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April 20, 2019

GE says circular debt antagonises power generation

Business

April 20, 2019

KARACHI: US multinational conglomerate General Electric on Friday fretted over growing circular debt in Pakistan’s energy sector that it said hamstrings power producers’ ability to ensure reliable supply and get reasonable returns on investment.

Michael Keroulle, chief executive officer of GE Steam Power business in the Middle East, North Africa and Turkey told the News that the country’s energy sector has been strained with inter-corporate circular debt, which also bothers international companies like General Electric.

“We are worried about the circular debt,” Keroulle said during a visit. “This liquidity crunch impacts investment and expansion in the sector.”

Latest estimates said energy sector’s inter-corporate debt has swelled to around Rs800 billion, causing severe cash-flow issues for the power producers.

GE provides a lot of services to independent power producers. GE was the first one to bring the super critical technology and the first to bring ultra super critical technology.

“What we are seeing more and more often is the circular debt results in inability of power producers to pay in US dollars; therefore our ability to deliver reliable services in Pakistan is also contained,” Keroulle.

Hopefully, the situation would improve with the government making negotiations with the international financial institutions, he added.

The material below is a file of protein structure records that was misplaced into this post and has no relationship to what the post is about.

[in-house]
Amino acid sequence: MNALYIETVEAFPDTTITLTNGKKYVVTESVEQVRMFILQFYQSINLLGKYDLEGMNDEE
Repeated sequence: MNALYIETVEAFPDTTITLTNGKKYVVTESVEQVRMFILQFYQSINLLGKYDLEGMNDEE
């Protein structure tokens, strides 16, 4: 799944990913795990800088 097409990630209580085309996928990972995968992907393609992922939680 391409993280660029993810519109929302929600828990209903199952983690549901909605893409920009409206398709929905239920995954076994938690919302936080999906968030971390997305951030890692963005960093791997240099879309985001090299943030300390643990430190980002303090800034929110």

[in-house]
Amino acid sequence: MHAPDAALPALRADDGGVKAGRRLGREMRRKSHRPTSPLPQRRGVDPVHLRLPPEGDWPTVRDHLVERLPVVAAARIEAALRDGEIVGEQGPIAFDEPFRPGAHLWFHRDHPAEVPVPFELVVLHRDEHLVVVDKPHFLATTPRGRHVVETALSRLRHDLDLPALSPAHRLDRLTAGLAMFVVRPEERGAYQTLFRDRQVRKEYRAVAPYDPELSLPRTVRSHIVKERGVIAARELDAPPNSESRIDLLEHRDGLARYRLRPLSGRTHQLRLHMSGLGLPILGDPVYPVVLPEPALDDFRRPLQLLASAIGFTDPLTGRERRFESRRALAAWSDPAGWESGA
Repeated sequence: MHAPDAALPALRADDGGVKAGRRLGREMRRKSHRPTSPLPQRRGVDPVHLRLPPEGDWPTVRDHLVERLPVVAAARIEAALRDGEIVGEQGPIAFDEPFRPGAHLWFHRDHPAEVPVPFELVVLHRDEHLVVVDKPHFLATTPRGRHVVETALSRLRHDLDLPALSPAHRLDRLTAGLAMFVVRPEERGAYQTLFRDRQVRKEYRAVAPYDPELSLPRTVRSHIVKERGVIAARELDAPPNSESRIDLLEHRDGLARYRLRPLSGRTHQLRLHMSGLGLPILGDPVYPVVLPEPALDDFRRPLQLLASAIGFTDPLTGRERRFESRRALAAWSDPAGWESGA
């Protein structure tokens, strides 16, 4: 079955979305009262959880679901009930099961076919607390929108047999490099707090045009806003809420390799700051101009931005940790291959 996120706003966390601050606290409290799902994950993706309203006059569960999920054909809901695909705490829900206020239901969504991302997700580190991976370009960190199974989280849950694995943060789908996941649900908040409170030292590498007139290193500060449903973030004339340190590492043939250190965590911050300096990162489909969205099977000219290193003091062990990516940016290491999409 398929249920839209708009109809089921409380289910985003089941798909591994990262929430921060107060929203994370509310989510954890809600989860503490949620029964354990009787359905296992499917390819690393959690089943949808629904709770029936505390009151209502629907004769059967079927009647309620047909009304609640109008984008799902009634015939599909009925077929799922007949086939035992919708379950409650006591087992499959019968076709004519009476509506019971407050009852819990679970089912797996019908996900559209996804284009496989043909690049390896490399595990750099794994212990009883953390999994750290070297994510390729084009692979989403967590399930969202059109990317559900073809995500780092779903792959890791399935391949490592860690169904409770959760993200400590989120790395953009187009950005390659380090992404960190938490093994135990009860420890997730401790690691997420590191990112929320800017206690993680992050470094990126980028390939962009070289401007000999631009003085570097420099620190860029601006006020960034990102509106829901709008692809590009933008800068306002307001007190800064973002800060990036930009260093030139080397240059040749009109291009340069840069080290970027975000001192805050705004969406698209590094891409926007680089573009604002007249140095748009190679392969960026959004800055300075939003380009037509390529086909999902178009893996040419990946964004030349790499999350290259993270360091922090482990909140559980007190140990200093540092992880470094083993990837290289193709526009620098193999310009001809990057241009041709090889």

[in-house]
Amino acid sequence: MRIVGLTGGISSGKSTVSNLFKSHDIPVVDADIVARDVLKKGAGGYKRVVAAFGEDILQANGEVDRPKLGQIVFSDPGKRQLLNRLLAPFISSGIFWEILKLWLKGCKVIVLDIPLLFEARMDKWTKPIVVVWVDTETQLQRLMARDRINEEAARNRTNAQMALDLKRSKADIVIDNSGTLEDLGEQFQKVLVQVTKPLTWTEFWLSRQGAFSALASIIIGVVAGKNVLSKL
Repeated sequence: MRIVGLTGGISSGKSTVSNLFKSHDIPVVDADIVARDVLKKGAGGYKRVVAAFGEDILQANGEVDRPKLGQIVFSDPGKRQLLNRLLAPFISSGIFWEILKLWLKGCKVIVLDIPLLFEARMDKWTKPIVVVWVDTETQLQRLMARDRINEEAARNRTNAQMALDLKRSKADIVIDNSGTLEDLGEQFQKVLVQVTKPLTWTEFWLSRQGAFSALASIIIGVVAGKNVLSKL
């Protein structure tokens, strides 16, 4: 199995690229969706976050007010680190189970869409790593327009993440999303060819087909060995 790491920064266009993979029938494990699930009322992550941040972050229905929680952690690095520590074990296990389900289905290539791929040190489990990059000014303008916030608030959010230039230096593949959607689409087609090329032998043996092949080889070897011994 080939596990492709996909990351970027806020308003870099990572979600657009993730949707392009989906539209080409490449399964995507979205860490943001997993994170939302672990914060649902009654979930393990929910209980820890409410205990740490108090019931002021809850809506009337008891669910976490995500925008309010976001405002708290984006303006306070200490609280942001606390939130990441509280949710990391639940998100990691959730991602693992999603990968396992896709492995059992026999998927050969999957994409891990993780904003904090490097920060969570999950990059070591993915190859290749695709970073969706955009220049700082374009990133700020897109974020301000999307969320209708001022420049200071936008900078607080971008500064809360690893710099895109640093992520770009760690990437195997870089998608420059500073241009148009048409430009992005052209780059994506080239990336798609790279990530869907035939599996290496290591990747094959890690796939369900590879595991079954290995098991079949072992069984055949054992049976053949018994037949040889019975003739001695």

The GE’s executive said indigenous lignite, which was lying abandoned since long, started generating electricity, which would save valuable foreign exchange as Pakistan would not have to buy expensive fuel.

“GE is demonstrating that local lignite can be used in generating power. All this goes in the sense of lowering the cost of electricity, reducing the use of foreign currency, enabling the country to use its foreign currency for right import,” he said. “Most importantly, this is not being done on the detriment to the environment.”

On renewable energy, Keroulle said it is not dependable power and not economical as compared to the thermal power.

“If we talk about reality, the coal or gas-based power costs around 5 cents/kWh (kilowatt-hour), while the renewable goes up to 20 cents/kWh.”

Keroulle said renewable in the US cost around $200 billion of subsidies, while deployment of renewable in Germany is costing around $25 billion in subsidies a year.

“As a group we believe in renewable,” he added. “A country like Pakistan cannot afford to subsidise the energy costs four times higher. If you can generate power 5 cents/kWh, you should do that.” GE’s official said the economy could not progress without cheap and reliable electric power.

For renewable energy to really work, a country needs to have a very good base load installed capacity as well as really flexible capacity. Otherwise there would be power outages, industry would suffer and country would become less competitive.

“A lot of western media and NGOs are trying to antagonise the steam power generation and coal power generation, but we see a partnership between thermal and renewable as these complement each other,” Keroulle added.

Sacha Parneix, a general manager of GE said coal power plants of cumulative installed capacity of six gigawatts

are either in operation or under construction, of which GE is implementing 3.3GW.

“Generation on imported coal is cheaper than gas or furnace oil and it would relieve balance of payment,” Parneix said.

“Pakistan has enormous coal reserves enough to power 100GW for 300 years, which could change the future of Pakistan’s economy.”

Parneix said GE has developed air-cooling technology considering water constraints in Pakistan.

“Though the efficiency levels of air-cooled plants are marginally lower than the water cooled plants there is hardly any difference in overall costs.”

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